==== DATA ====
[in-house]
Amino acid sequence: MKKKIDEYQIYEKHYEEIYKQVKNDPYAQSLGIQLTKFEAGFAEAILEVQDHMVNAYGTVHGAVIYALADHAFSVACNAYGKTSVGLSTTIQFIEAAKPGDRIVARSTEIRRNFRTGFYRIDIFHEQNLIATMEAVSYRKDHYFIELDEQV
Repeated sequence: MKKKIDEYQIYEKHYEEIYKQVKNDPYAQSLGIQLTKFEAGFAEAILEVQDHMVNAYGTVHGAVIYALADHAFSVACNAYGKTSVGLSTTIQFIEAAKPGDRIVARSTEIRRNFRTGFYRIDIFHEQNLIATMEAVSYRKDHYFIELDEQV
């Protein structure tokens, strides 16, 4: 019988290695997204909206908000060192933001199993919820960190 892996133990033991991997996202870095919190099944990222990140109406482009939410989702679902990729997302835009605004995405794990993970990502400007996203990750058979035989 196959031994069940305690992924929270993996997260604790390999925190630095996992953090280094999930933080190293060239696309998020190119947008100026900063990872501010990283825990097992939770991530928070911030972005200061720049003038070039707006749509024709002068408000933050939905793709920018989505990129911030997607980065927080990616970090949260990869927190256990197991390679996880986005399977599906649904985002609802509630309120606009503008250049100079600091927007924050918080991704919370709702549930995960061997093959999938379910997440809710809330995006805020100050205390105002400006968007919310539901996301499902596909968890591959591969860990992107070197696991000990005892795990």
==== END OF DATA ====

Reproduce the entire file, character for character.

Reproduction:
[in-house]
Amino acid sequence: MKKKIDEYQIYEKHYEEIYKQVKNDPYAQSLGIQLTKFEAGFAEAILEVQDHMVNAYGTVHGAVIYALADHAFSVACNAYGKTSVGLSTTIQFIEAAKPGDRIVARSTEIRRNFRTGFYRIDIFHEQNLIATMEAVSYRKDHYFIELDEQV
Repeated sequence: MKKKIDEYQIYEKHYEEIYKQVKNDPYAQSLGIQLTKFEAGFAEAILEVQDHMVNAYGTVHGAVIYALADHAFSVACNAYGKTSVGLSTTIQFIEAAKPGDRIVARSTEIRRNFRTGFYRIDIFHEQNLIATMEAVSYRKDHYFIELDEQV
């Protein structure tokens, strides 16, 4: 019988290695997204909206908000060192933001199993919820960190 892996133990033991991997996202870095919190099944990222990140109406482009939410989702679902990729997302835009605004995405794990993970990502400007996203990750058979035989 196959031994069940305690992924929270993996997260604790390999925190630095996992953090280094999930933080190293060239696309998020190119947008100026900063990872501010990283825990097992939770991530928070911030972005200061720049003038070039707006749509024709002068408000933050939905793709920018989505990129911030997607980065927080990616970090949260990869927190256990197991390679996880986005399977599906649904985002609802509630309120606009503008250049100079600091927007924050918080991704919370709702549930995960061997093959999938379910997440809710809330995006805020100050205390105002400006968007919310539901996301499902596909968890591959591969860990992107070197696991000990005892795990």